Welcome to Soundbites, weekly insights on market trends and investment strategies, brought to you by Investment Executive and powered by Canada Life. For today’s Soundbites, we’re talking about fixed-income investing with Mark Hamlin, vice president and portfolio manager with Mackenzie Investments. We talked about corporate and sovereign debt, monetary policy, and we started by asking about the diversification benefits of fixed income in portfolios.

Mark Hamlin (MH): When you see equity gains, and when you see a substantial move up in that side of your portfolio, it makes more sense to have that balanced a bit. If yields are giving you some income — which they are now, right? You’re getting that, kind of, 5.5% to 6% yield in the short end of the Canadian curve — it makes some sense to have both that yield, and that potential for price appreciation, and to have maybe taken a little bit of your equity profits and locked them in. Right now, where we’re sitting, it makes a lot of sense to have some fixed income sleeve.

Sectors he’s cautious of

MH: Obviously central banks around the globe have been raising interest rates for a couple of years now to fight inflation. And those higher rates have started to bite in a couple different ways. So consumers here in Canada are feeling the bite in the form of increased mortgage payments and higher car payments and higher interest on debt. And so this crimps spending in other areas. So we have to be super careful about where we think the Canadian consumer is going to continue to spend. They’re going to continue to buy food, and they’re going to continue to pay rent, and they’re probably going to continue to pay their cell phone bills, but a lot of other stuff becomes discretionary. And we’re not as keen on investing in those kinds of sectors.

Opportunities in corporate credit

MH: We think that investing in high-grade corporate Canadian bonds at the short end of the curve is probably, maybe globally, one of the best places to invest right now. We like Canadian over U.S. because, actually, U.S. credit spreads are a bit tighter than Canadian credit spreads. We also like the short end of the curve because as central banks have raised rates over the last couple of years, the long end of the curve hasn’t kept up. And so the short end of the curve is giving you more yield for less risk. And also the Canadian economy is really super interesting, because it’s got some sectors that are really oligopolistic and really kind of safe. If we look at the banking industry in Canada, there’s kind of five or six big ones. We’re expecting these higher interest rates to cause a bit of an economic downturn. That’s going to stress the banks. Their earnings are going to be a little bit worse. Their margins are going to be a bit thinner. They’re going to have more loan-loss provisions. But they’re not going to default on a bond. The telecoms industry in Canada, again these are really safe, and you’re getting well compensated for any kind of credit risk. And although we might see credit spreads widen the bit here, actually we don’t think there’s really any chance of default or losing money with those investments. So we really like those.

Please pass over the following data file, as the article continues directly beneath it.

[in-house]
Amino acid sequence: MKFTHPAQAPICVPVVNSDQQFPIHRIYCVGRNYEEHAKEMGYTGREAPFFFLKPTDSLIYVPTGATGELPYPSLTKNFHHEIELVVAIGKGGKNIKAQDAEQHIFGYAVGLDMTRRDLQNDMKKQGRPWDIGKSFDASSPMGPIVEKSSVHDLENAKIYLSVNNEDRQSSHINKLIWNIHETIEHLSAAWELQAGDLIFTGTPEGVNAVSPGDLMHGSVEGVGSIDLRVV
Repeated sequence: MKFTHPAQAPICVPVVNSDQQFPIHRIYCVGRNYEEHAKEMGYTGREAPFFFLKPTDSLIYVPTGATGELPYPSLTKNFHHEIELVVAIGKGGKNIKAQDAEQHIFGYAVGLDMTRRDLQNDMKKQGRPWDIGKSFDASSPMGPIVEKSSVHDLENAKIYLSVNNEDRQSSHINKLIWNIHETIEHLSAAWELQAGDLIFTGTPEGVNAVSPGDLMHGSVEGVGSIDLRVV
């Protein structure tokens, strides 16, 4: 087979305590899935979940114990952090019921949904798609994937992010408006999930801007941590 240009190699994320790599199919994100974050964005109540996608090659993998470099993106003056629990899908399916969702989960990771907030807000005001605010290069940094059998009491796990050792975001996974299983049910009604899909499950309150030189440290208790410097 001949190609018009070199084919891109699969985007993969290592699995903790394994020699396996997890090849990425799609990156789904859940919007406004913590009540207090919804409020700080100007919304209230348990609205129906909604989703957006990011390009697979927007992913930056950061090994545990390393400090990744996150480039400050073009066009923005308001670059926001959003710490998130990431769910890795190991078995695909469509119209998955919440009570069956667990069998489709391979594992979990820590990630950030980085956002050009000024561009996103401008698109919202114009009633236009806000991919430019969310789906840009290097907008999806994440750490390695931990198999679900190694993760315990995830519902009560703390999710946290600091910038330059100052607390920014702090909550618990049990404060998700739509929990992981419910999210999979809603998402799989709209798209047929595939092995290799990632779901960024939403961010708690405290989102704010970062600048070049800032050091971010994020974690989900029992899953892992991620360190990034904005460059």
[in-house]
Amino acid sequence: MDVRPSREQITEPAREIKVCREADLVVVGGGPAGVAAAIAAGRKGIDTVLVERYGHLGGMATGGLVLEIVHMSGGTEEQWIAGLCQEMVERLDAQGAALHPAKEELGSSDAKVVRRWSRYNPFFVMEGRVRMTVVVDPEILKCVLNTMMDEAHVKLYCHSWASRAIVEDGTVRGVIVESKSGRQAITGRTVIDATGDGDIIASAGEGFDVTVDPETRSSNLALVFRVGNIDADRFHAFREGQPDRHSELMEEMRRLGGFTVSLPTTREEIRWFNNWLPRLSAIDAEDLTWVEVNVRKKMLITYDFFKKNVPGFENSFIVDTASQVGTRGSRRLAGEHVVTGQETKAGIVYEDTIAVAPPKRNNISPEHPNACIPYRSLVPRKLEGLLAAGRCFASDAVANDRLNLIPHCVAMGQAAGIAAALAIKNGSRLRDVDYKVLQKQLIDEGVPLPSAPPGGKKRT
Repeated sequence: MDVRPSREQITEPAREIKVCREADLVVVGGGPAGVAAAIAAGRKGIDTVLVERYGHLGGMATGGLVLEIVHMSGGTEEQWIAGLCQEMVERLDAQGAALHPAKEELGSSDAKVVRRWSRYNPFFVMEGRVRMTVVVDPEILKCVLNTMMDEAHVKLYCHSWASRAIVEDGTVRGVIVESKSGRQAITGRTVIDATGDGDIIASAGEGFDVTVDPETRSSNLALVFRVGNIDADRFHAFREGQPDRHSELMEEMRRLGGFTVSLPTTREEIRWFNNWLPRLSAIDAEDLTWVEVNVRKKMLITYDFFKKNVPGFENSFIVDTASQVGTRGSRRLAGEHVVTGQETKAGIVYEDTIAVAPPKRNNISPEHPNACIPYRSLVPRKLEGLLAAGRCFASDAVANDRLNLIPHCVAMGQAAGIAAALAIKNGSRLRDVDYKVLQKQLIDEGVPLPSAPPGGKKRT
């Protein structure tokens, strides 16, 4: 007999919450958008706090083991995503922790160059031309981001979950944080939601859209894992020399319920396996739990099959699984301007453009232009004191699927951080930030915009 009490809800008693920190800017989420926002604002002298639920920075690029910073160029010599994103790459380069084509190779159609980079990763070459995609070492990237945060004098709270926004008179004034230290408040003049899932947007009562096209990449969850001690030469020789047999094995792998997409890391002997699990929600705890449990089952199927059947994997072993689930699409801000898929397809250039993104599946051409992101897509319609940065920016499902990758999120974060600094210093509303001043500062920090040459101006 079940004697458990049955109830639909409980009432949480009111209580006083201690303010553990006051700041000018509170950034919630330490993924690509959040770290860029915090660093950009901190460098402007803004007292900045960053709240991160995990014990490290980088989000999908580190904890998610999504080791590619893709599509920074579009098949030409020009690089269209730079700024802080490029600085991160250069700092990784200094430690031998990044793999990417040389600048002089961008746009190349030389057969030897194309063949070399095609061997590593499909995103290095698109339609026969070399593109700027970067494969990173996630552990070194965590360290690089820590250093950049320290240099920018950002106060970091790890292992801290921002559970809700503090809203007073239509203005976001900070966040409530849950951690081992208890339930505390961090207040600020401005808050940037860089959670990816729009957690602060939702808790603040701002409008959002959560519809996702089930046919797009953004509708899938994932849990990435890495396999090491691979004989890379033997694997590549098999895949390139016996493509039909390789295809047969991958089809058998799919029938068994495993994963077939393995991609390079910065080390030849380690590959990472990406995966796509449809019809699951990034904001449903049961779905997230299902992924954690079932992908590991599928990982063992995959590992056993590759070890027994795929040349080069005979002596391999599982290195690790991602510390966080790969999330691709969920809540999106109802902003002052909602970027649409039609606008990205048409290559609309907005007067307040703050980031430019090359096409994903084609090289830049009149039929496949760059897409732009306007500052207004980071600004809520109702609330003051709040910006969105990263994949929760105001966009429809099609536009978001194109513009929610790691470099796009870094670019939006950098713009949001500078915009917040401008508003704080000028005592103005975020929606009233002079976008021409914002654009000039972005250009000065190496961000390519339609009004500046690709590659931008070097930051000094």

Sovereign bonds

MH: We think that the Canadian economy and the Canadian consumer is a little bit at risk here. Rising interest rates around the world has different effects in different countries. And the Canadian economy is actually pretty levered to interest-rate increases. That largely comes from the structure of the mortgage market. If you raise rates and keep them high for, for example, five years – which we’re not suggesting will happen but just as an example — every single mortgage in Canada will reset, and everyone will be paying more. And so that is going to have knock-on effects in terms of consumer spending and stuff like that. And so we think that probably the Bank of Canada is going to have to lower interest rates before a lot of other countries around the world. It might be first. And so we actually like sovereign debt in Canada because you’re getting these higher yields, but you’ve also got the best chance of a price kicker.

And finally, what’s the bottom line on fixed-income investing in 2024?

MH: It can be a great diversifier. And so, when I think about fixed income and advising people to stay invested and have a sleeve of fixed income and have a diversified portfolio, actually, what I look at first is the incredible performance that equities have had. And when you have some stress to that equity part of your portfolio — which may or may not happen, and which we may or may not be able to see — then you want to own fixed income. Now that you’re getting a higher yield, now that yields are away from zero, and you have the possibility of substantial price appreciation should something happen, there are some real reasons to remain invested in fixed income. It’s nuanced. You want to be active. You want to have active fixed-income portfolio management, but definitely it makes a lot of sense to have a sleeve of fixed income in your portfolio.

Well, those are today’s Soundbites, brought you by Investment Executive and powered by Canada Life. Our thanks again to Mark Hamlin of Mackenzie Investments. Visit us at investmentexecutive.com, where you can sign up for our a.m. newsletter and never miss another Soundbite. Thanks for listening.


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